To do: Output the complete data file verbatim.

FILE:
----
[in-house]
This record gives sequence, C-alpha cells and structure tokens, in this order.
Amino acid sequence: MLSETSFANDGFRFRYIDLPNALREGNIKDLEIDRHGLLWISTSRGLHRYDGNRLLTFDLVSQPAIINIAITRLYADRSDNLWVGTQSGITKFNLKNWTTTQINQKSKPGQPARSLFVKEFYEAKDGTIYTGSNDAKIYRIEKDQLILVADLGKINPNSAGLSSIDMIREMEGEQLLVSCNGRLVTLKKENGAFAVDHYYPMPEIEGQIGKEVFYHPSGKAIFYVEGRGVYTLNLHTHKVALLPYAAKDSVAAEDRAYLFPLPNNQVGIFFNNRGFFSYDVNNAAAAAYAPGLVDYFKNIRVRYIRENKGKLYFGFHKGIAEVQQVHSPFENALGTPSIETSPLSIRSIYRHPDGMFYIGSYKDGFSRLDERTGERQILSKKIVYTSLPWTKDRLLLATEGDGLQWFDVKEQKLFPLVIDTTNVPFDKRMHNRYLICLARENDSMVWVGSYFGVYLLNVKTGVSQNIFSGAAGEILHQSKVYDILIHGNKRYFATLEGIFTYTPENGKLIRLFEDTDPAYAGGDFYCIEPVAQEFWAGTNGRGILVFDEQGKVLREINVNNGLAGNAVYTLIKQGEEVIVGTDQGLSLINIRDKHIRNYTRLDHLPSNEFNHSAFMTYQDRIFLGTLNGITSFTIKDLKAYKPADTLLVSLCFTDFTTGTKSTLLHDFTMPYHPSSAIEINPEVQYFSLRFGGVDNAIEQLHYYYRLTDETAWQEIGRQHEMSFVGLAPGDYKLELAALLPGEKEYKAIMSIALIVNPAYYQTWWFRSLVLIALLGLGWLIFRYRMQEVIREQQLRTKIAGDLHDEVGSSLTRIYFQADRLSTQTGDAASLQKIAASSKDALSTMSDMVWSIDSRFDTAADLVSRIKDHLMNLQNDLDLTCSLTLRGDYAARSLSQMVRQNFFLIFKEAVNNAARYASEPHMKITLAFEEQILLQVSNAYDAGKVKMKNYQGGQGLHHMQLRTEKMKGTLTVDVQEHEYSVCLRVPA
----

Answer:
[in-house]
This record gives sequence, C-alpha cells and structure tokens, in this order.
Amino acid sequence: MLSETSFANDGFRFRYIDLPNALREGNIKDLEIDRHGLLWISTSRGLHRYDGNRLLTFDLVSQPAIINIAITRLYADRSDNLWVGTQSGITKFNLKNWTTTQINQKSKPGQPARSLFVKEFYEAKDGTIYTGSNDAKIYRIEKDQLILVADLGKINPNSAGLSSIDMIREMEGEQLLVSCNGRLVTLKKENGAFAVDHYYPMPEIEGQIGKEVFYHPSGKAIFYVEGRGVYTLNLHTHKVALLPYAAKDSVAAEDRAYLFPLPNNQVGIFFNNRGFFSYDVNNAAAAAYAPGLVDYFKNIRVRYIRENKGKLYFGFHKGIAEVQQVHSPFENALGTPSIETSPLSIRSIYRHPDGMFYIGSYKDGFSRLDERTGERQILSKKIVYTSLPWTKDRLLLATEGDGLQWFDVKEQKLFPLVIDTTNVPFDKRMHNRYLICLARENDSMVWVGSYFGVYLLNVKTGVSQNIFSGAAGEILHQSKVYDILIHGNKRYFATLEGIFTYTPENGKLIRLFEDTDPAYAGGDFYCIEPVAQEFWAGTNGRGILVFDEQGKVLREINVNNGLAGNAVYTLIKQGEEVIVGTDQGLSLINIRDKHIRNYTRLDHLPSNEFNHSAFMTYQDRIFLGTLNGITSFTIKDLKAYKPADTLLVSLCFTDFTTGTKSTLLHDFTMPYHPSSAIEINPEVQYFSLRFGGVDNAIEQLHYYYRLTDETAWQEIGRQHEMSFVGLAPGDYKLELAALLPGEKEYKAIMSIALIVNPAYYQTWWFRSLVLIALLGLGWLIFRYRMQEVIREQQLRTKIAGDLHDEVGSSLTRIYFQADRLSTQTGDAASLQKIAASSKDALSTMSDMVWSIDSRFDTAADLVSRIKDHLMNLQNDLDLTCSLTLRGDYAARSLSQMVRQNFFLIFKEAVNNAARYASEPHMKITLAFEEQILLQVSNAYDAGKVKMKNYQGGQGLHHMQLRTEKMKGTLTVDVQEHEYSVCLRVPA